A Sandstorm Settles

In an effort to understand the settling sandstorm that has been my MFA program, I have ignored writing and reading for the most part for the past few weeks. I have spent my time trying to reawaken my body to the pleasure of tender muscles by planting growing things. Tomatoes. Green Beans. Bread-seed Poppies (which are the kind of purple that make your knees weak). Sweet Basil. Dill. Sage. Jalapeños and a few other things I’m not sure will cooperate. I’m going to buy a few plants from the farmers’ market every weekend. I will try to plant something every Monday. This is only second summer in this house and the first I’ve had to devote any time to playing in the dirt.

I have prepped soil with cow manure. I piled stray bricks around my garden beds. I still hope to get a rain barrel and start composting. But right now, I’m focusing on getting things planted.

I have also been walking my Border collie and my Papillion –both of whom have put on a little extra chunk since before I started my MFA program. If it hadn’t been for Nature Writing last spring, I probably wouldn’t have ventured outdoors at all. Thanks to Mel Fox for a wonderful class –for reminding me that being in the natural world was a vital part of my creative process. I start each day now with a walk, followed by gardening, and then I fiddle with these pesky words. This is the life I have always wanted, and somehow, I’ve managed to create it.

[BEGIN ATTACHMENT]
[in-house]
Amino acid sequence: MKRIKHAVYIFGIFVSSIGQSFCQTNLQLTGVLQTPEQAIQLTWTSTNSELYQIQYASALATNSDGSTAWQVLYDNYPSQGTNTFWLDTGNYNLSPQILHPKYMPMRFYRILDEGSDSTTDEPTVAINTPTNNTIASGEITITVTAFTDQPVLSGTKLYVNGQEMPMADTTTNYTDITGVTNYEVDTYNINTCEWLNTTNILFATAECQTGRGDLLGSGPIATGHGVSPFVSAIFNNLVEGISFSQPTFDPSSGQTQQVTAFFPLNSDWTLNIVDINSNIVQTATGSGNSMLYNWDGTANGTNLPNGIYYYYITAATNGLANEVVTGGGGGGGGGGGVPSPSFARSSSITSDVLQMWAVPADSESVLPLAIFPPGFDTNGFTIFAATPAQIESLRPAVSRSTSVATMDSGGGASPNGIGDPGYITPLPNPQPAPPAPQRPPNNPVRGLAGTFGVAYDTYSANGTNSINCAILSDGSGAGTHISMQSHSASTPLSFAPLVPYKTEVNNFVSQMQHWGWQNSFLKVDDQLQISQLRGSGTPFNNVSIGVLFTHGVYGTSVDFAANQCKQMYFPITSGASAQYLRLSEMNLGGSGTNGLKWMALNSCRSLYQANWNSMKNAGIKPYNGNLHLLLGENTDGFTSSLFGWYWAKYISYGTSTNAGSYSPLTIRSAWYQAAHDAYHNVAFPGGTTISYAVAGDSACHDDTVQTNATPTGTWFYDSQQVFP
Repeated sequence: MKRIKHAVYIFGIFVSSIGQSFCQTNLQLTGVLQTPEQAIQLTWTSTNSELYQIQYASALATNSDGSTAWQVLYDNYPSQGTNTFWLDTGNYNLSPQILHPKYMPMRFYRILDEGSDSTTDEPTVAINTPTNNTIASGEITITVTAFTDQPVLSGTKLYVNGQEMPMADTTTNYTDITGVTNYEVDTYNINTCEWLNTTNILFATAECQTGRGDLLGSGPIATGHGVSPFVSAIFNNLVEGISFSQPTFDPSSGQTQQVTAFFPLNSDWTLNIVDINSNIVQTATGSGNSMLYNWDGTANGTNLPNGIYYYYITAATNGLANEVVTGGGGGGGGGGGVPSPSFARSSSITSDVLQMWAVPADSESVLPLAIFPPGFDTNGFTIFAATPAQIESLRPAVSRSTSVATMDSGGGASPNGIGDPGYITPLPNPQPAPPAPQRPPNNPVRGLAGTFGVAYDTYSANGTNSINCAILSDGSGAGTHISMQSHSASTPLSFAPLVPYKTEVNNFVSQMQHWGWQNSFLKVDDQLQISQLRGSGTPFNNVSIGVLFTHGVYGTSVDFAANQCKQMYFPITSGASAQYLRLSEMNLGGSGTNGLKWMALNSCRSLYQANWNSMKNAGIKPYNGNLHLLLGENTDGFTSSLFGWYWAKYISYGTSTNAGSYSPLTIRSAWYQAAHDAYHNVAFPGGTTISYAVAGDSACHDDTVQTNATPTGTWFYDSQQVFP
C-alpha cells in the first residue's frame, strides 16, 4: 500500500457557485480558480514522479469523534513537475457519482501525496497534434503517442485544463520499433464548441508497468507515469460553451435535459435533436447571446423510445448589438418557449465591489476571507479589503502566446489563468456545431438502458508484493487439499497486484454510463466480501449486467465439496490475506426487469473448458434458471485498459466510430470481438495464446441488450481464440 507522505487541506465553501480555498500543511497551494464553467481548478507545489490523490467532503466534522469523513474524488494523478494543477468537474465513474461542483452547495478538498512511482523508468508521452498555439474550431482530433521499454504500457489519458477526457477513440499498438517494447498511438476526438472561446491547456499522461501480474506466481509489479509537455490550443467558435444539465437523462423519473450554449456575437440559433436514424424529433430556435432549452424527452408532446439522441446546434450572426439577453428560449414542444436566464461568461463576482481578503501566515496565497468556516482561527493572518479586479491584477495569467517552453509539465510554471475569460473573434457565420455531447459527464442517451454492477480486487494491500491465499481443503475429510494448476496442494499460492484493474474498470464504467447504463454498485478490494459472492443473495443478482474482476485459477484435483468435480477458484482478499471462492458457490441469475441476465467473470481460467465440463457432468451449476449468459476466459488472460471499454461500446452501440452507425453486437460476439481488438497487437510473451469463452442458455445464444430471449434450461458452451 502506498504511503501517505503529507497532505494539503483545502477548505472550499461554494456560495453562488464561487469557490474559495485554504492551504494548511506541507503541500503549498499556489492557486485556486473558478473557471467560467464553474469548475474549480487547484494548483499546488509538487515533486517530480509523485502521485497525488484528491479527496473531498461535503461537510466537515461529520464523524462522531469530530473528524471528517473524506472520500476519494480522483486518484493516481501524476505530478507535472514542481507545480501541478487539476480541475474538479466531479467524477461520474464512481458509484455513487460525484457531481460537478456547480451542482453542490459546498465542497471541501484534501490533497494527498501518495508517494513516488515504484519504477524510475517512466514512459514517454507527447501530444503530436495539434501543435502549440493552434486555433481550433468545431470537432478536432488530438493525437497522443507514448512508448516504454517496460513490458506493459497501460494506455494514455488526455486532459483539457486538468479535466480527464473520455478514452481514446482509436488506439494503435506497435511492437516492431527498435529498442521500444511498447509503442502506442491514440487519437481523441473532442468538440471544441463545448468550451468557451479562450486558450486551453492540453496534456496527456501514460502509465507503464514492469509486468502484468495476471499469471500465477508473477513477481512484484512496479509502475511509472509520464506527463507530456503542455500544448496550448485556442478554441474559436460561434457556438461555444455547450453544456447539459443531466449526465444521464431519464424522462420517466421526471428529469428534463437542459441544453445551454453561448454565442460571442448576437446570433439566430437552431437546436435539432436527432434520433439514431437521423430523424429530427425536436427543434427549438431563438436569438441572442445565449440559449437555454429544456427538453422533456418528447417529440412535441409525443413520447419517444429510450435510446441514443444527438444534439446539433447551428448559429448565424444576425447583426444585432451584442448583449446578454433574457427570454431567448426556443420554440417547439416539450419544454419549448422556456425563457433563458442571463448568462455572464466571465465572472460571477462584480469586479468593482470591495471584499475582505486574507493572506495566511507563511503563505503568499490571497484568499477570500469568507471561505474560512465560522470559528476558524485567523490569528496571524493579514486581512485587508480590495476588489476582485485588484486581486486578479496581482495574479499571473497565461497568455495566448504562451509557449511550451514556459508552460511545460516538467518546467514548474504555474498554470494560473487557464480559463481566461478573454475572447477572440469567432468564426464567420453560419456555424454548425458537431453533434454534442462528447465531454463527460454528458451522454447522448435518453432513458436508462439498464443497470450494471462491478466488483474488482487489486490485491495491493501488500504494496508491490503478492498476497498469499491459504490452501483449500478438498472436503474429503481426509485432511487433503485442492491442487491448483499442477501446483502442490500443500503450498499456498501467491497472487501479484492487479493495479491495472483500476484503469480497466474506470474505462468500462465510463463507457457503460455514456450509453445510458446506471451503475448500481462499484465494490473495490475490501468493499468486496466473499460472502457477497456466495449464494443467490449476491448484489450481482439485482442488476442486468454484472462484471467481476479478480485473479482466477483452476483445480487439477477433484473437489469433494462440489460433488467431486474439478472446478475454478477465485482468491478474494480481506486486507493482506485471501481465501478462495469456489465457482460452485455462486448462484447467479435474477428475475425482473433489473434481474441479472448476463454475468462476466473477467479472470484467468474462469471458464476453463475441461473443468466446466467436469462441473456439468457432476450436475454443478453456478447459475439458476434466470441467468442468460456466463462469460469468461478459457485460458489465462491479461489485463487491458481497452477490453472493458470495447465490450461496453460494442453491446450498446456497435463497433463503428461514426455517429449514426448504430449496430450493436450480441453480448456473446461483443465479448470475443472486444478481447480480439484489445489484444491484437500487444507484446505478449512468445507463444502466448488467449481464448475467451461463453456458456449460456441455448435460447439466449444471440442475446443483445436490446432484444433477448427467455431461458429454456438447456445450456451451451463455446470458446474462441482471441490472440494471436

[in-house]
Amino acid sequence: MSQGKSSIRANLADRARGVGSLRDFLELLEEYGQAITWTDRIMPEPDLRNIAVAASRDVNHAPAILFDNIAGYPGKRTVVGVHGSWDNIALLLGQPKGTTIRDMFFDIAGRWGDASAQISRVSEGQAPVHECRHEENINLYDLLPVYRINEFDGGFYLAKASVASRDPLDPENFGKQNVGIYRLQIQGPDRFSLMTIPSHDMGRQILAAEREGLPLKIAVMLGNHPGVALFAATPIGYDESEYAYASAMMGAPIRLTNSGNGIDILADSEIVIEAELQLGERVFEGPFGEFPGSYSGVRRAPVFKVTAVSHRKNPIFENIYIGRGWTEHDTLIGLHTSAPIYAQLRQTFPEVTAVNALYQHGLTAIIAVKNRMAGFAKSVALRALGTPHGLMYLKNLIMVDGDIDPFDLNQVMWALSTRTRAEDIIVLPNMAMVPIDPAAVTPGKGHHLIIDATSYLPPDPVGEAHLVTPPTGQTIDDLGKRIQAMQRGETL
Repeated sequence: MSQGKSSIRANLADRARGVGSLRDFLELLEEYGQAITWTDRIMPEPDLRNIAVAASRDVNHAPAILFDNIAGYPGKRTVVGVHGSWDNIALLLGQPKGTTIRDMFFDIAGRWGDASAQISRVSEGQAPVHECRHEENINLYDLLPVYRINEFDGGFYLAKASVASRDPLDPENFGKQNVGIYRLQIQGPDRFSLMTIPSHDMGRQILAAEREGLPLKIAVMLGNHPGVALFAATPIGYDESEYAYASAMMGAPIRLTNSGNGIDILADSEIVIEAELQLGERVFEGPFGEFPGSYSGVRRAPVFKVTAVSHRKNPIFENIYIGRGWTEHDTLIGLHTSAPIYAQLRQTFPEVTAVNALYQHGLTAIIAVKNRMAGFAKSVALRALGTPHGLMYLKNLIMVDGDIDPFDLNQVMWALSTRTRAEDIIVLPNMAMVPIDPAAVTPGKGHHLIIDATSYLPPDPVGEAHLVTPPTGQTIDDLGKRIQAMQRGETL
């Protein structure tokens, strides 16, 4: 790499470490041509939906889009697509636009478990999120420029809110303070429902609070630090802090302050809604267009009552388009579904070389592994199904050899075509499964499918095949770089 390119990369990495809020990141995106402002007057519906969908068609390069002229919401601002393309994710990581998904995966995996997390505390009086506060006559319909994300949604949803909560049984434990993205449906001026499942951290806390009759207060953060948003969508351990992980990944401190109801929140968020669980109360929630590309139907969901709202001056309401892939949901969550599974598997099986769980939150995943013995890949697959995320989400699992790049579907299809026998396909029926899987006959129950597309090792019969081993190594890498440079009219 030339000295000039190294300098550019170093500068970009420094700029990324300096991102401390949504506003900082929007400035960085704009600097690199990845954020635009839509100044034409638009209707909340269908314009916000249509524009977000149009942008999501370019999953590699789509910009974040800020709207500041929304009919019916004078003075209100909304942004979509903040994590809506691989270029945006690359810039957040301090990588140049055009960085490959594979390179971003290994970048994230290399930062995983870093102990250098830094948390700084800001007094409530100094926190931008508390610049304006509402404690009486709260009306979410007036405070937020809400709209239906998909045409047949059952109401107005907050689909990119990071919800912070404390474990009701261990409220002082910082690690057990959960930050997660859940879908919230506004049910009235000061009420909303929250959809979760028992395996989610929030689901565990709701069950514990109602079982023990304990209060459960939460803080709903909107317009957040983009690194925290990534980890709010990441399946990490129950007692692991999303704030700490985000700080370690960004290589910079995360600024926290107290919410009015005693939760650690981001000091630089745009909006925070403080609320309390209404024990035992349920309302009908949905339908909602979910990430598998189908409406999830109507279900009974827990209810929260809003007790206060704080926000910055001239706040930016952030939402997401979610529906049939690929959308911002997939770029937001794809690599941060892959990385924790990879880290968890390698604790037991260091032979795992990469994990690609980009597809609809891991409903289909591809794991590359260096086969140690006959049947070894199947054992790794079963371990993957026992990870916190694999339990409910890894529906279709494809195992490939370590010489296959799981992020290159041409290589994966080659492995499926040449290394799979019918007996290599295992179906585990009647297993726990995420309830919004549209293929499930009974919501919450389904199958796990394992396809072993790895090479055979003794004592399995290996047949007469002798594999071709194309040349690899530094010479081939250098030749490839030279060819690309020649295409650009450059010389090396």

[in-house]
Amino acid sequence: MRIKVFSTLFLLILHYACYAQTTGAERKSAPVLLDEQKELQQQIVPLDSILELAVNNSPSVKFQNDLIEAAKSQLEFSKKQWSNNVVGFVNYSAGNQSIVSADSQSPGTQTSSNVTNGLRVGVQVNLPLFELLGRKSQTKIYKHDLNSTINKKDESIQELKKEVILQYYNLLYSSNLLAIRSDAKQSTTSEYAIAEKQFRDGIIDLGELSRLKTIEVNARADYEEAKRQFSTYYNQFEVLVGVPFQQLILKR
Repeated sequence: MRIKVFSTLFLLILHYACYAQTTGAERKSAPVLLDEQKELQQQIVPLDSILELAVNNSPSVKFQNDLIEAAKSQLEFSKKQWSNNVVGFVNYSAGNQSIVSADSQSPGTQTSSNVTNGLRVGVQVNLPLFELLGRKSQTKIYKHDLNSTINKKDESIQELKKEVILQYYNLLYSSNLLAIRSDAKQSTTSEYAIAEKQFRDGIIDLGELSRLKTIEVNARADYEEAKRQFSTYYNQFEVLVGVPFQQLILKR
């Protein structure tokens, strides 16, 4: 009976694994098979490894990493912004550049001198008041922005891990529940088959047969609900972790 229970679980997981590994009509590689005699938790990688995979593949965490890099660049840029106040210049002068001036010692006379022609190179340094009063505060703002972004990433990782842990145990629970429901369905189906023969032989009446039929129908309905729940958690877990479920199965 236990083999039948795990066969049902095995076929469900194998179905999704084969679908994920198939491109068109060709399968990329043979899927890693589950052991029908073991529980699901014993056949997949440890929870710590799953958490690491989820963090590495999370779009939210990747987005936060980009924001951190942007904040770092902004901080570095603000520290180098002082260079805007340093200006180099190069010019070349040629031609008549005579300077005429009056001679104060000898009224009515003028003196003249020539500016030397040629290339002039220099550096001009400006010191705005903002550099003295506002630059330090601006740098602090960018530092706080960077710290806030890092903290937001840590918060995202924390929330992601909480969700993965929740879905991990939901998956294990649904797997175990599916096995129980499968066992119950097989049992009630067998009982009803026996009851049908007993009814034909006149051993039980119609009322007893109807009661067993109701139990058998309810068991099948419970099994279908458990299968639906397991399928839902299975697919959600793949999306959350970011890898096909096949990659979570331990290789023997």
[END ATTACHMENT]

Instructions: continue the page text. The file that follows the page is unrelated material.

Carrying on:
At the end of this intense few years, I meditate on what I’ve wrought with the thesis project (now novel project) and others and from whence these creatures sprung.

I started traveling early in school. I was a total geek, into history and all the academic clubs. With that, came travel, and my world expanded beyond the South, beyond Charlotte and the neighboring Union county, beyond fields and forests and roadside vegetable stands and playing in the back of my grandpa’s truck. It was a world beyond shucking corn and snapping beans. Between travel and the other worlds of books, I grew to hate my surroundings. The more I learned about the South, the more I hated it and longed for escape. But I never got away. There was always some reason to stay. I had a lot of resentment. But over the years, I started to realize I appreciated a great deal about my upbringing, my story. By the time I was accepted to the full res program at Chatham, I was ready to leave, but sad to go. But circumstances kept me in Charlotte. I realized I would probably never leave the South. And once I got to the ten-day residency in Pittsburgh at the start of my first semester, fellow students from Pennsylvania and beyond encouraged me to embrace this apparently quirky and edgy Southern sensibility of mine.

I guess sometimes you need to be immersed with people with different stories to really see your own.